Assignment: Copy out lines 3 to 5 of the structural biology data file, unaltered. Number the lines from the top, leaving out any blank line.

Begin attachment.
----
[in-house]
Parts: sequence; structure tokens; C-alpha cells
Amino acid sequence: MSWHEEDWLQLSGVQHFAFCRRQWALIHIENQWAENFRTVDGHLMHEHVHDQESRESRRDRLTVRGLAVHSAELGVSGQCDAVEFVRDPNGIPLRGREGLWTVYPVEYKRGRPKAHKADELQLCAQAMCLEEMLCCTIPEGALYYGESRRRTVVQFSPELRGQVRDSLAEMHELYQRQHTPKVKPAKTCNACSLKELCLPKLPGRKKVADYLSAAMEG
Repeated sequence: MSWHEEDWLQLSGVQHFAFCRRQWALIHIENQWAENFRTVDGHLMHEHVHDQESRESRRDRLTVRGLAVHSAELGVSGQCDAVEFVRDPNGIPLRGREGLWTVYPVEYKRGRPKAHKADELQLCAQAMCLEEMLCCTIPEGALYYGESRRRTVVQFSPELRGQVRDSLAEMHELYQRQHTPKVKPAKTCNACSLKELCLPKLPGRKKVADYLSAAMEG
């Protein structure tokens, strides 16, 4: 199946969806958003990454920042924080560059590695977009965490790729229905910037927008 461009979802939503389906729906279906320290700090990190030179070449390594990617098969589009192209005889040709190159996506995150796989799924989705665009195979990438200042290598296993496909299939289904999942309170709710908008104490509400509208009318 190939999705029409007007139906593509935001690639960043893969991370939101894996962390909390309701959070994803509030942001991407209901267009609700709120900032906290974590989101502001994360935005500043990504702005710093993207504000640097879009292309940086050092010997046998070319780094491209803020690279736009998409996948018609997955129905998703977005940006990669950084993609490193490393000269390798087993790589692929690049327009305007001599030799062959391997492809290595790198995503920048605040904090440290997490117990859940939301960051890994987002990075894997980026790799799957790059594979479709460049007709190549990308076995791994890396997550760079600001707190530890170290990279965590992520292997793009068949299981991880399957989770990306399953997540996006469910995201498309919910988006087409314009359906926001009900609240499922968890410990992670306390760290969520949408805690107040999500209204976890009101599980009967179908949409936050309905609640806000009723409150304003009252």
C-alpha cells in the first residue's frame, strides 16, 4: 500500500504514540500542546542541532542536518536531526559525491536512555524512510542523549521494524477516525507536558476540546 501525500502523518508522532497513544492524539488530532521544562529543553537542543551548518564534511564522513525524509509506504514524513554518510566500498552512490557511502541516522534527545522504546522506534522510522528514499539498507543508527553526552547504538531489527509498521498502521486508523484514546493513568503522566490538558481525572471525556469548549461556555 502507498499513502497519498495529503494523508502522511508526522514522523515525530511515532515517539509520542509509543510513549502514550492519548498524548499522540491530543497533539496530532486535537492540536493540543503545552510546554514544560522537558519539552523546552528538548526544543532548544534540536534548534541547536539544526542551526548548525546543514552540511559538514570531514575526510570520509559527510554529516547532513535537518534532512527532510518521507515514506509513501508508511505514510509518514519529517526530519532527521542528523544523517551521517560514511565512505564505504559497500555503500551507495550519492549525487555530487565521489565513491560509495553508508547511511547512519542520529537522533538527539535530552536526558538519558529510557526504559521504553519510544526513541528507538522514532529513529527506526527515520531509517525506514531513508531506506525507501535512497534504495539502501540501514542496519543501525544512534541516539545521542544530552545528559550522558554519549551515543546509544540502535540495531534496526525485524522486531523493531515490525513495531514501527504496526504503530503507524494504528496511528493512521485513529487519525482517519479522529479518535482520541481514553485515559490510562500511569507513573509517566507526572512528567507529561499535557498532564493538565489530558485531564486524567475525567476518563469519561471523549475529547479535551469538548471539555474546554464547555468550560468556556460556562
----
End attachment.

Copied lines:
Amino acid sequence: MSWHEEDWLQLSGVQHFAFCRRQWALIHIENQWAENFRTVDGHLMHEHVHDQESRESRRDRLTVRGLAVHSAELGVSGQCDAVEFVRDPNGIPLRGREGLWTVYPVEYKRGRPKAHKADELQLCAQAMCLEEMLCCTIPEGALYYGESRRRTVVQFSPELRGQVRDSLAEMHELYQRQHTPKVKPAKTCNACSLKELCLPKLPGRKKVADYLSAAMEG
Repeated sequence: MSWHEEDWLQLSGVQHFAFCRRQWALIHIENQWAENFRTVDGHLMHEHVHDQESRESRRDRLTVRGLAVHSAELGVSGQCDAVEFVRDPNGIPLRGREGLWTVYPVEYKRGRPKAHKADELQLCAQAMCLEEMLCCTIPEGALYYGESRRRTVVQFSPELRGQVRDSLAEMHELYQRQHTPKVKPAKTCNACSLKELCLPKLPGRKKVADYLSAAMEG
């Protein structure tokens, strides 16, 4: 199946969806958003990454920042924080560059590695977009965490790729229905910037927008 461009979802939503389906729906279906320290700090990190030179070449390594990617098969589009192209005889040709190159996506995150796989799924989705665009195979990438200042290598296993496909299939289904999942309170709710908008104490509400509208009318 190939999705029409007007139906593509935001690639960043893969991370939101894996962390909390309701959070994803509030942001991407209901267009609700709120900032906290974590989101502001994360935005500043990504702005710093993207504000640097879009292309940086050092010997046998070319780094491209803020690279736009998409996948018609997955129905998703977005940006990669950084993609490193490393000269390798087993790589692929690049327009305007001599030799062959391997492809290595790198995503920048605040904090440290997490117990859940939301960051890994987002990075894997980026790799799957790059594979479709460049007709190549990308076995791994890396997550760079600001707190530890170290990279965590992520292997793009068949299981991880399957989770990306399953997540996006469910995201498309919910988006087409314009359906926001009900609240499922968890410990992670306390760290969520949408805690107040999500209204976890009101599980009967179908949409936050309905609640806000009723409150304003009252």